Saturday, February 16, 2008

The Tools Of The Trade

Yup, the reviewing game needs some tools. And they might surprise you. Books are pretty easy, you just need light and eyes. CD's and DVD's though are a different beast. For a while I used computers to play them. But I was never happy with the quality, particularly with DVD's. It was a constant fight with Codecs, and region codes.

I'll bet you have never even heard of Region Codes. Well they are yet another insidious way that the music and movie industry control what you can and cannot do with the product you have purchased. In a nutshell it works like this:

REGION 1 -- USA, Canada
REGION 2 -- Japan, Europe, South Africa, Middle East, Greenland
REGION 3 -- S.Korea, Taiwan, Hong Kong, Parts of South East Asia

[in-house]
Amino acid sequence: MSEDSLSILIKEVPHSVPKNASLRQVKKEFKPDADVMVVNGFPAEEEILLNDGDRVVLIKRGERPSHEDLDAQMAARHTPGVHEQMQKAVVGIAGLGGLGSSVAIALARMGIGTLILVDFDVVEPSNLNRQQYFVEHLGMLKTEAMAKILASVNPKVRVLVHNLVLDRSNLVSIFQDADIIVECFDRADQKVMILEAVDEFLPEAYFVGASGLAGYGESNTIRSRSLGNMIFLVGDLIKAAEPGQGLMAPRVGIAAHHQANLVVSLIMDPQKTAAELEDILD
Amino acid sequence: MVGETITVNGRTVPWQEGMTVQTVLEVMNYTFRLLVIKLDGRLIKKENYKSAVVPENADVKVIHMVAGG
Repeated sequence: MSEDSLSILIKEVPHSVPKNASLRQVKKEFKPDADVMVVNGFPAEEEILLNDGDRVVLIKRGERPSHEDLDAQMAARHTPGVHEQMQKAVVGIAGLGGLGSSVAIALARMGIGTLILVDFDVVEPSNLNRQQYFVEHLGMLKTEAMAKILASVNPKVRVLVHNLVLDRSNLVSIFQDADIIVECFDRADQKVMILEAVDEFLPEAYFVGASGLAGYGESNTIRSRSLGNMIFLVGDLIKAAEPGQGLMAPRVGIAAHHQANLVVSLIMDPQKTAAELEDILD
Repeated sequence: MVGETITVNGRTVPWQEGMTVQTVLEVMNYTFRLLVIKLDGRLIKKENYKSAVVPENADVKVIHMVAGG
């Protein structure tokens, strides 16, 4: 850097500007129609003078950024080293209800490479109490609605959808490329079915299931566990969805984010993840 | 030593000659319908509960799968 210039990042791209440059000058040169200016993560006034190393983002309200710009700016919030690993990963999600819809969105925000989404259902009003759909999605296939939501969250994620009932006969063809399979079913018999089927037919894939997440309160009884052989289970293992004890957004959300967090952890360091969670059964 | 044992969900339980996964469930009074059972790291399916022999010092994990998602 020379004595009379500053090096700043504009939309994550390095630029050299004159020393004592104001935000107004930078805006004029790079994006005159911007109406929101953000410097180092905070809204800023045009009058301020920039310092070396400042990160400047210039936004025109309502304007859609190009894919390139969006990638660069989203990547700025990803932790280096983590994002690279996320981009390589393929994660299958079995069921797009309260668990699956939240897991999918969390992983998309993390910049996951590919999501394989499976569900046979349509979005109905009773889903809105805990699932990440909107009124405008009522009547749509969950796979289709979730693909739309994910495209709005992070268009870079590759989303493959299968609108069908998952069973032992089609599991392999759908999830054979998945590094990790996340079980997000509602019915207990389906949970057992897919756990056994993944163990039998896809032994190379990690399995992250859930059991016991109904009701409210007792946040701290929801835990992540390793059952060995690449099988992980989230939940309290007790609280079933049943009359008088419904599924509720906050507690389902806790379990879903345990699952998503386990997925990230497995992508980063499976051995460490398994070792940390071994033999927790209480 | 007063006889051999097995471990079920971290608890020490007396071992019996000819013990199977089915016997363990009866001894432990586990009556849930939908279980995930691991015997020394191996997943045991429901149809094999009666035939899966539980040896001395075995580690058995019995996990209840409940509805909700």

REGION 4 -- Australia, New Zealand, Latin America (including Mexico)
REGION 5 -- Eastern Europe, Russia, India, Africa
REGION 6 -- China
REGION 7 -- Reserved for Unspecified Special Use
REGION 8 -- Reserved for Cruise Ships, Airlines, etc...
REGION 0 or REGION ALL -- Discs are uncoded and can be played Worldwide, however, PAL discs must be played in a PAL-compatible unit and NTSC discs must be played in an NTSC-compatible unit.

In a nutshell, if you buy a DVD in Europe it will not play on a US DVD player. Great system eh?

What a f'ing scam I say.

Oops I have digressed. I was talking about the weapons of the trade. Well I use a couple of portable DVD players and an old LCD Projector.

Now I know that most households have absolutely none of these devices. But they work great for watching DVD's. The one on the left has a 10 inch, and the one on the right a 9 inch screen. That might sound small, but they work great.

1 comment:

Bruce A. Bateman said...

Zoning does suck. Out here, most of the hardware comes from China or Japan or Korea...all seem to be mutually exclusive. We need a universal dvd, smart enough to recognize the hardware it is being played in.